Program 5 Gas Giants

After viewing the video and participating in one or more of the Hands-On Activities, students will be able to:
• describe key characteristics of the gas giant planets (e.g. no solid surfaces, internal heat sources, rings, and more)
• recognize a giant planet's large moons as places where dynamic change is possible
• understand that heat energy can be created through gravitational interactions and tidal friction, as well as by a star's light
• appreciate that planetary astronomers can be surprised by new observations

Program Description
"Gas Giants" uses images from the Pioneer, Voyager and Galileo missions, and explanations from NASA astronomers, to introduce the most important characteristics that differentiate Jupiter, Saturn, Uranus and Neptune from the terrestrial planets.
• "Flying by the Gas Giants" (3:47) presents large size (in comparison to Earth), lack of a solid surface (all clouds and gases in motion-though possibly with solid cores) and internal heat sources (in contrast to external heating by the Sun), as some of the most important features. The chemistry of Saturn, Jupiter and Uranus, and the icy composition of the rings of the former, are also introduced. (For Neptune's composition, see online, PLANETS.)
• "The Jupiter System" (5:32) uses recent findings from the Galileo mission to explore the 4 large moons and their interactions with their parent planet in greater detail. Findings from Galileo's probe, which entered Jupiter's clouds, show great variation in water vapor and humidity in various places on the planet. We see that the moons of the Jupiter-known as the Galilean satellites after the Italian astronomer who first saw them-are active and interesting places in themselves. Jupiter's tremendous gravity-the result of its great size-produces tidal fluxes in the rocks and solid matter of the moons, resulting in heating via friction. Io (some astronomers prefer to pronounce this "ee-oh" and some "eye-oh") has more than 300 volcanoes, some of which erupt lava almost one mile above the surface. Io was the first volcanically-active body, other than Earth, to be discovered in the solar system, and remains the most active.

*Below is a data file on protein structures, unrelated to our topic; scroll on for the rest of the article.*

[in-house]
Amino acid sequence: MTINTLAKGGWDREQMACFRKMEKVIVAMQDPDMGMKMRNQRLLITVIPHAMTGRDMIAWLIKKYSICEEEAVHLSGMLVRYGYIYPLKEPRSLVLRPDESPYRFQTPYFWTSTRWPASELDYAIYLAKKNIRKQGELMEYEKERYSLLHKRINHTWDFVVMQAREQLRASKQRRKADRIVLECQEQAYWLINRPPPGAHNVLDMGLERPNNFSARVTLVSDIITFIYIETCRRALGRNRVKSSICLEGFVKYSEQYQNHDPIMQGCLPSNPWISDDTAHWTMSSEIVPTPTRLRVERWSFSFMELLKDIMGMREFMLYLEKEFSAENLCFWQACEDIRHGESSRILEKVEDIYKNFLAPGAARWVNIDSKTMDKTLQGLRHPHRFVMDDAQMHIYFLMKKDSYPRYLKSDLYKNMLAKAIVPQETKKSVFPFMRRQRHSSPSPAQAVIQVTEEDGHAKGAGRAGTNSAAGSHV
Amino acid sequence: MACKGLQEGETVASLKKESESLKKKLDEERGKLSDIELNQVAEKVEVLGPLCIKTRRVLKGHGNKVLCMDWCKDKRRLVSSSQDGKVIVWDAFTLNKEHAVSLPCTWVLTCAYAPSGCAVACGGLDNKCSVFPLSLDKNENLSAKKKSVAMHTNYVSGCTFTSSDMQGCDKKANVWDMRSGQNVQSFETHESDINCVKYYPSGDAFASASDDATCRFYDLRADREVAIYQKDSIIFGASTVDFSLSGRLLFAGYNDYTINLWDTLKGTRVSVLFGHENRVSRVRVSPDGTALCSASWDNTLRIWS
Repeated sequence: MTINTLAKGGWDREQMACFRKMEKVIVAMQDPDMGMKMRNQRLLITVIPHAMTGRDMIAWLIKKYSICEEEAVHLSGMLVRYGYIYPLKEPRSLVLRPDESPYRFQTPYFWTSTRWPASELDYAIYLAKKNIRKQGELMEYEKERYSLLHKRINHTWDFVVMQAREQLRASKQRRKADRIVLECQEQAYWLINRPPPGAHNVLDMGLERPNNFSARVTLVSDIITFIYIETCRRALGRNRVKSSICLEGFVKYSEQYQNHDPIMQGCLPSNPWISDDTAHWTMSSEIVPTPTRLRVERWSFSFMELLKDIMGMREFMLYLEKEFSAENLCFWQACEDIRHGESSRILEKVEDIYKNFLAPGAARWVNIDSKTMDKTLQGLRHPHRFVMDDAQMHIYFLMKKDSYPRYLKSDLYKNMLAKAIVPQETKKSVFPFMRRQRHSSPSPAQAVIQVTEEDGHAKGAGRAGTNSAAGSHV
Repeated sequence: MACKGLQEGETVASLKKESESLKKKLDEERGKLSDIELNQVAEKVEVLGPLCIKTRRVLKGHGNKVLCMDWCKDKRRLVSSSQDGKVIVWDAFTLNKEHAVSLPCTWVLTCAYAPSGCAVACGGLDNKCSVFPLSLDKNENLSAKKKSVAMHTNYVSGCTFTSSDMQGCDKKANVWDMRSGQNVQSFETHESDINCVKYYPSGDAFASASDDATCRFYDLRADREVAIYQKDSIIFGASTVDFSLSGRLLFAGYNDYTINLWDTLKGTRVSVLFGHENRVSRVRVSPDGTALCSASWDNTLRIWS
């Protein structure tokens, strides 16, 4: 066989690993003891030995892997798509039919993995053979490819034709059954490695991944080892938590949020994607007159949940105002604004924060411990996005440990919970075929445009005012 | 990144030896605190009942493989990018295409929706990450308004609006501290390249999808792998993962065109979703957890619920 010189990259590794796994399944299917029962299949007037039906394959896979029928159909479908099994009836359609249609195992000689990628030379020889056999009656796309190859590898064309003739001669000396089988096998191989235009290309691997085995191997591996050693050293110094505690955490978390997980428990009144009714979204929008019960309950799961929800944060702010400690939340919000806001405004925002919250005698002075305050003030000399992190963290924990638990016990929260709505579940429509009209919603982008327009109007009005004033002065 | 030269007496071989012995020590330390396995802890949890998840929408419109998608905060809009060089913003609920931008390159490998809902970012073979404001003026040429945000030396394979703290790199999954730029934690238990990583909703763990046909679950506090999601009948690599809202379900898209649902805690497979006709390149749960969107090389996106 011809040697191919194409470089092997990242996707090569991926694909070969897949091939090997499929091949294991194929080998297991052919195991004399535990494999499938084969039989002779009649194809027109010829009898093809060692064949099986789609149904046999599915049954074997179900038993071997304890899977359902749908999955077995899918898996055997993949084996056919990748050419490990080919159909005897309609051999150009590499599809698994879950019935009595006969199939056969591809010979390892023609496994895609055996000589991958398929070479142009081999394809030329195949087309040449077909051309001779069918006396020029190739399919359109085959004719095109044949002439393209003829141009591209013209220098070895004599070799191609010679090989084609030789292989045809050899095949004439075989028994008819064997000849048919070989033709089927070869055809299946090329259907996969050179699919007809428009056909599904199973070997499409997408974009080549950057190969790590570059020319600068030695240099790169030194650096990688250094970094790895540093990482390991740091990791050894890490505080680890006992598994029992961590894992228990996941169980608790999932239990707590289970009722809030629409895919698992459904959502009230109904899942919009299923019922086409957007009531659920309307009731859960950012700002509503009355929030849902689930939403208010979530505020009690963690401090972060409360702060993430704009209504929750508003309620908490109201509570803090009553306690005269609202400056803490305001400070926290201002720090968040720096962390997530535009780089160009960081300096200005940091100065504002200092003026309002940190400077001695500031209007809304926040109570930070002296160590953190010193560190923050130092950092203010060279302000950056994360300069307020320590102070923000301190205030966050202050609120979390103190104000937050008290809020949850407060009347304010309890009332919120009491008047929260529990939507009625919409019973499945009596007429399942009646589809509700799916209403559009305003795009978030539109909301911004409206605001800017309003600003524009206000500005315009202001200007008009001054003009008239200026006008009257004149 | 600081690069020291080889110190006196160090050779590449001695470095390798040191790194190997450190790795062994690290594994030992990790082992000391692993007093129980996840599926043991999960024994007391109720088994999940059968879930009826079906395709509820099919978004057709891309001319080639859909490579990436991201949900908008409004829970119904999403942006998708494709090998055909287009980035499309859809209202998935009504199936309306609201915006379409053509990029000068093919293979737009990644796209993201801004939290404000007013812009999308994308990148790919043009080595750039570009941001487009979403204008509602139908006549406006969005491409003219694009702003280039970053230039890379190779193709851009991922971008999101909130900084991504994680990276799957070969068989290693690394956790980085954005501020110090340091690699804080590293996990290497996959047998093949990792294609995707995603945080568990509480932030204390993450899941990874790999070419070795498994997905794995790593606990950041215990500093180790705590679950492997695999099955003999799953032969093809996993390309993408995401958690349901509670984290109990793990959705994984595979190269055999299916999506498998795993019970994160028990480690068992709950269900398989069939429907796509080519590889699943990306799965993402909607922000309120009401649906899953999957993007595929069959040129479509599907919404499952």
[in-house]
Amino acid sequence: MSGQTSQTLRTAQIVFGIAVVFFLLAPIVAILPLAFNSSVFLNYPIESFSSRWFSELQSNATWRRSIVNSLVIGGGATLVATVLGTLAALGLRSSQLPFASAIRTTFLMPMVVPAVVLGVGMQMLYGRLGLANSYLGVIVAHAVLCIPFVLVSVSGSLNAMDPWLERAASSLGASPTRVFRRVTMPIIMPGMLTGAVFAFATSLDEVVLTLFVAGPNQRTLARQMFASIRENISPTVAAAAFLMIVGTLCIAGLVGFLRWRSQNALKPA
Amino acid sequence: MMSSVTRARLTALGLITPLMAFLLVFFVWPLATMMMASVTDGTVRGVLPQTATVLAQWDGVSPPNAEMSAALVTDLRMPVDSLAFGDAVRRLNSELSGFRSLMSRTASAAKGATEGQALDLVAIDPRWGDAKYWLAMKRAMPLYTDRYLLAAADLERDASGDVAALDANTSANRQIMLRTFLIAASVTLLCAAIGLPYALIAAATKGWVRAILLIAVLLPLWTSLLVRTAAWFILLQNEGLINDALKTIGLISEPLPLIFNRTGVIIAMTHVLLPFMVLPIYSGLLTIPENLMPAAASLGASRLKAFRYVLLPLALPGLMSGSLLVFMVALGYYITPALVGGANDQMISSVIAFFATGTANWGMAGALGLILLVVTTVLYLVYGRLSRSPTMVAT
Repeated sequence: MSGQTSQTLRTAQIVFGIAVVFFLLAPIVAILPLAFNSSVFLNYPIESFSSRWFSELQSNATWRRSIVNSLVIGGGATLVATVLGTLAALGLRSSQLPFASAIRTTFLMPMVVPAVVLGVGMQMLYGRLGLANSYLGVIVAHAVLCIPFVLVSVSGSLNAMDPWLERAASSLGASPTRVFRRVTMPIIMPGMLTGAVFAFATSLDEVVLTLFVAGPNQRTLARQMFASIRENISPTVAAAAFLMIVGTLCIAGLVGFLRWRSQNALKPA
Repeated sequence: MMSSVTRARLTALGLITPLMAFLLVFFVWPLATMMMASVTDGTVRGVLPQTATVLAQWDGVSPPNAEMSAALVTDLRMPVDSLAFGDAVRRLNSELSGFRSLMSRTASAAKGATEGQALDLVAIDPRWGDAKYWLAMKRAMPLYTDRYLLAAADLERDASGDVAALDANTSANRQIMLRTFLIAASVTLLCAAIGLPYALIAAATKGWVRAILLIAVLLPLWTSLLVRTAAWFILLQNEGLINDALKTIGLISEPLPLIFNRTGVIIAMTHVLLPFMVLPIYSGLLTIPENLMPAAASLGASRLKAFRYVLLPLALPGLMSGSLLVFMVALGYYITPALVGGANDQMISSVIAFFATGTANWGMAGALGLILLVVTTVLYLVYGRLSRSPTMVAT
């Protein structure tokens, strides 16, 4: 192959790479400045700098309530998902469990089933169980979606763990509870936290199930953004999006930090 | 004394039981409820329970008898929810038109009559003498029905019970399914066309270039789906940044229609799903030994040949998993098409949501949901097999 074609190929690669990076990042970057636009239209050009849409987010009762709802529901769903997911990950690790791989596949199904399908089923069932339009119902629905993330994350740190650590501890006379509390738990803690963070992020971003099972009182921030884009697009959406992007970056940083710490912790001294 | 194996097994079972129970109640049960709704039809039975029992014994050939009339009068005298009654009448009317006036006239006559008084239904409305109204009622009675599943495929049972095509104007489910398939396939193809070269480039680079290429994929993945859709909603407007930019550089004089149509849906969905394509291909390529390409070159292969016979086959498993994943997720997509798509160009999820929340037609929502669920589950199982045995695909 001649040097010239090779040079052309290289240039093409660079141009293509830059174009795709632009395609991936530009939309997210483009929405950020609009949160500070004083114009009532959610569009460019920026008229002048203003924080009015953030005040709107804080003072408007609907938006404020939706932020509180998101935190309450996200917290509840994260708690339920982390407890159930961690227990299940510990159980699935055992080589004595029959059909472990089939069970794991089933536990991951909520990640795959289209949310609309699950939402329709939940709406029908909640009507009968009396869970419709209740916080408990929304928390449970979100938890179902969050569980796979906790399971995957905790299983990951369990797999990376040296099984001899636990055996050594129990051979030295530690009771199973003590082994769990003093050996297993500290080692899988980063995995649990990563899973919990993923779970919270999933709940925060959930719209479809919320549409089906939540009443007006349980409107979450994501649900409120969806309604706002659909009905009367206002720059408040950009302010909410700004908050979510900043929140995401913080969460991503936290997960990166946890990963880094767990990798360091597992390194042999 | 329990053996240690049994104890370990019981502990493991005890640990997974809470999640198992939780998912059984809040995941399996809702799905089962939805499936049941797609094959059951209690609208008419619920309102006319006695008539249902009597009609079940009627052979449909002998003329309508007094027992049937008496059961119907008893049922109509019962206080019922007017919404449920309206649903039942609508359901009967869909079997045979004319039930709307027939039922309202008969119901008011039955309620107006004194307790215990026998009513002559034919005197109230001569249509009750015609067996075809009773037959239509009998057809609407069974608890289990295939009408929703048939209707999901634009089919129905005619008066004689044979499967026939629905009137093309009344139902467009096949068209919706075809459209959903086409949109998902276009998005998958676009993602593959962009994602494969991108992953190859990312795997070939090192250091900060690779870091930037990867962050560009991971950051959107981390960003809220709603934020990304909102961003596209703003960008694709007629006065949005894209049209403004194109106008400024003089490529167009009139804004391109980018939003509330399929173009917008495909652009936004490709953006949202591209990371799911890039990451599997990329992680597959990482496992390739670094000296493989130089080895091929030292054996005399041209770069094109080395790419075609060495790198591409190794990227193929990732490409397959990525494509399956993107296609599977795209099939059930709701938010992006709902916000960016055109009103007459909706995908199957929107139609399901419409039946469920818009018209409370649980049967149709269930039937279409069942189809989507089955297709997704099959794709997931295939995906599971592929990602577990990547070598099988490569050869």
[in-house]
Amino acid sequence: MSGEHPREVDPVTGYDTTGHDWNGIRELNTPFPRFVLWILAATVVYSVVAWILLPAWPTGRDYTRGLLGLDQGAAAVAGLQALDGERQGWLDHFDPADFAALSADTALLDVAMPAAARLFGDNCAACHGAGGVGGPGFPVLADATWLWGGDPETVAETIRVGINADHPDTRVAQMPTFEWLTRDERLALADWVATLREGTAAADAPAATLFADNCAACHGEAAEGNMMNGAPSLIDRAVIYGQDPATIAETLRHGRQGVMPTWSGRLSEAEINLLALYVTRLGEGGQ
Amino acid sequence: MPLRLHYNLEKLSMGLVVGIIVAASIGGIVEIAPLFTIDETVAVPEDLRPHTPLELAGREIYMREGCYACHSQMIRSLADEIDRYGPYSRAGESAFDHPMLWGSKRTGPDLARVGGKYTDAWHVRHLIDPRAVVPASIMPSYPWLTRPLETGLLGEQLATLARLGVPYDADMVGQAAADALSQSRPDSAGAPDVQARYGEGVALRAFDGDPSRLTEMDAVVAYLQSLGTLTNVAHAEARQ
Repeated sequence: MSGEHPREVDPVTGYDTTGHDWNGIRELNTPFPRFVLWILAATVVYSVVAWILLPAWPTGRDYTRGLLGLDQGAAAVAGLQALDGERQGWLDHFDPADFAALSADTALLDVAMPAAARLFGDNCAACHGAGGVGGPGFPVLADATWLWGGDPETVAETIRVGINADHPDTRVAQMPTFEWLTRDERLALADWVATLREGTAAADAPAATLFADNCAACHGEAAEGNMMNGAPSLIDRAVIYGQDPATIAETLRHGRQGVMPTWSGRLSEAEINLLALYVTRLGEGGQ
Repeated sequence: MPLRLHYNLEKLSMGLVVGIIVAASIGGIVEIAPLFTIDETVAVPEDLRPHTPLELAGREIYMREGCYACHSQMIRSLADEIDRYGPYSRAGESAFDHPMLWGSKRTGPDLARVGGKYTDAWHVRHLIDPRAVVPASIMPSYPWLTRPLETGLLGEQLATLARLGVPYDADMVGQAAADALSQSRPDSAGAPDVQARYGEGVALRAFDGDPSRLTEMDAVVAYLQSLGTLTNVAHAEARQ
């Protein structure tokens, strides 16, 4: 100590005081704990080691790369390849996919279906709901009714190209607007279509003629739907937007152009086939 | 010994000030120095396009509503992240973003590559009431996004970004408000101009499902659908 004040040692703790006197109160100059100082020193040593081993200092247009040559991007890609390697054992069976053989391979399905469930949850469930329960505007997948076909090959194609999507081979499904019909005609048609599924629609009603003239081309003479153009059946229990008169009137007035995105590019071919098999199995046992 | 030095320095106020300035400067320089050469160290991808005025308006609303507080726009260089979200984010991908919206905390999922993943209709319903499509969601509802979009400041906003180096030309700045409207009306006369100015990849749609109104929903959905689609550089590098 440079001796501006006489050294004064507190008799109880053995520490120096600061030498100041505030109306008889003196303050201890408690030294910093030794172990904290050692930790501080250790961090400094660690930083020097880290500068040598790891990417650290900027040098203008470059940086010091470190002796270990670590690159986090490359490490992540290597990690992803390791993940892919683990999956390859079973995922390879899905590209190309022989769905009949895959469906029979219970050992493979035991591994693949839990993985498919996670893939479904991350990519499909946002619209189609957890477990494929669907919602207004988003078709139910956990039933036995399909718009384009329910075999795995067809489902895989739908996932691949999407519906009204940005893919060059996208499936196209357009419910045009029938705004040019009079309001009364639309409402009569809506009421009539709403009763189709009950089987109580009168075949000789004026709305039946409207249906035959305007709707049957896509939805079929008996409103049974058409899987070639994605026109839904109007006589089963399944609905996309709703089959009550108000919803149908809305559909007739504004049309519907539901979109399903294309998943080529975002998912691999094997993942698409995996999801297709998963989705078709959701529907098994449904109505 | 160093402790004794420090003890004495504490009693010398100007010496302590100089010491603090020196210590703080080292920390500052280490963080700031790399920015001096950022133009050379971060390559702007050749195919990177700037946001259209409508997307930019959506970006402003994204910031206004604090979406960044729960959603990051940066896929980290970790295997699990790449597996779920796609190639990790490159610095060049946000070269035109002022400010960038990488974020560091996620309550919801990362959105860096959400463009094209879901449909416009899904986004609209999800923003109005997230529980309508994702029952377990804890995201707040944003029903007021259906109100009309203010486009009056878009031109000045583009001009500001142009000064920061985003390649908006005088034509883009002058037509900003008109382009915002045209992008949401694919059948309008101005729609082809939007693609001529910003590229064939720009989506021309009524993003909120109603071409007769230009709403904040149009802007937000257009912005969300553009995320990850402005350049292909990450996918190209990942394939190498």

• "Discovery Machines" (2:35) looks forward to what we might see when the Cassini spacecraft arrives at Saturn in-if all goes well-2004, and begins close study of its giant moon, Titan. Voyager sent back images indicating a thick, hydrocarbon atmosphere. Recent ground and Hubble Space Telescope observations show evidence of continents and possible oceans on its surface.

Torrence Johnson (Galileo project scientist and a member of the Voyager imaging team) says that Jupiter's Great Red Spot-a storm that has persisted for at least 300 years-is like a hurricane on Earth. He states that lightning on Jupiter is thought to be triggered by similar processes to those here on Earth. Heidi Hammel, formerly of MIT and now at the Space Science Institute, in Boulder, CO, uses the disappearance of a "Great Dark Spot", seen by Voyager on Neptune, to argue that some large features on the gas giants are changeable over the short term. She explains that the weather systems we see on the gas giant planets may help us understand weather on Earth, where continents of dry land amid water oceans make weather much more complicated to study. Claudia Alexander (like Johnson, a member of the Galileo imaging team) explains that as Galileo returned in subsequent orbits for closer and closer observations of Jupiter's second moon, Europa, mission scientists were surprised to see more and more details hinting at fractured ice floes on top of what might be an ocean of liquid water. Johnson and Alexander argue that the discovery that Ganymede has a magnetic field indicates that it too has an interior in motion. This was the first time any moon in the solar system was found to have such a magnetic field.